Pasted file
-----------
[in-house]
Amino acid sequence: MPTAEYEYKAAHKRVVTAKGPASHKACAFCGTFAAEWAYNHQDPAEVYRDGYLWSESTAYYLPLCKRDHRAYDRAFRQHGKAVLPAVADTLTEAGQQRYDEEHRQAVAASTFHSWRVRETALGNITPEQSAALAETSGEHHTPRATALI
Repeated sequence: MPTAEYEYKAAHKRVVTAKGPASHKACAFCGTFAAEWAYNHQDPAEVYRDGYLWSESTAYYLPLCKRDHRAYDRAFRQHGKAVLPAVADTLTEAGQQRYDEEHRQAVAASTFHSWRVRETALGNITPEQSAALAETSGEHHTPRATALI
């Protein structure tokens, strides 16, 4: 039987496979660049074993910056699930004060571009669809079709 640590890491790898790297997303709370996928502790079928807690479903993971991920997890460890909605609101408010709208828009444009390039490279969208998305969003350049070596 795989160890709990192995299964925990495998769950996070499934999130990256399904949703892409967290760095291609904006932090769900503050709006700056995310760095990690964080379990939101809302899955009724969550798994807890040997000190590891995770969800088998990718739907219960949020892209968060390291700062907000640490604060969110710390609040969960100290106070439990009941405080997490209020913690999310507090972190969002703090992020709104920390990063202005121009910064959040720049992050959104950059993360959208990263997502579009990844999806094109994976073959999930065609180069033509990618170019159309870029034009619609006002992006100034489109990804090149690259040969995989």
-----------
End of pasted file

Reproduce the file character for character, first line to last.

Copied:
[in-house]
Amino acid sequence: MPTAEYEYKAAHKRVVTAKGPASHKACAFCGTFAAEWAYNHQDPAEVYRDGYLWSESTAYYLPLCKRDHRAYDRAFRQHGKAVLPAVADTLTEAGQQRYDEEHRQAVAASTFHSWRVRETALGNITPEQSAALAETSGEHHTPRATALI
Repeated sequence: MPTAEYEYKAAHKRVVTAKGPASHKACAFCGTFAAEWAYNHQDPAEVYRDGYLWSESTAYYLPLCKRDHRAYDRAFRQHGKAVLPAVADTLTEAGQQRYDEEHRQAVAASTFHSWRVRETALGNITPEQSAALAETSGEHHTPRATALI
């Protein structure tokens, strides 16, 4: 039987496979660049074993910056699930004060571009669809079709 640590890491790898790297997303709370996928502790079928807690479903993971991920997890460890909605609101408010709208828009444009390039490279969208998305969003350049070596 795989160890709990192995299964925990495998769950996070499934999130990256399904949703892409967290760095291609904006932090769900503050709006700056995310760095990690964080379990939101809302899955009724969550798994807890040997000190590891995770969800088998990718739907219960949020892209968060390291700062907000640490604060969110710390609040969960100290106070439990009941405080997490209020913690999310507090972190969002703090992020709104920390990063202005121009910064959040720049992050959104950059993360959208990263997502579009990844999806094109994976073959999930065609180069033509990618170019159309870029034009619609006002992006100034489109990804090149690259040969995989």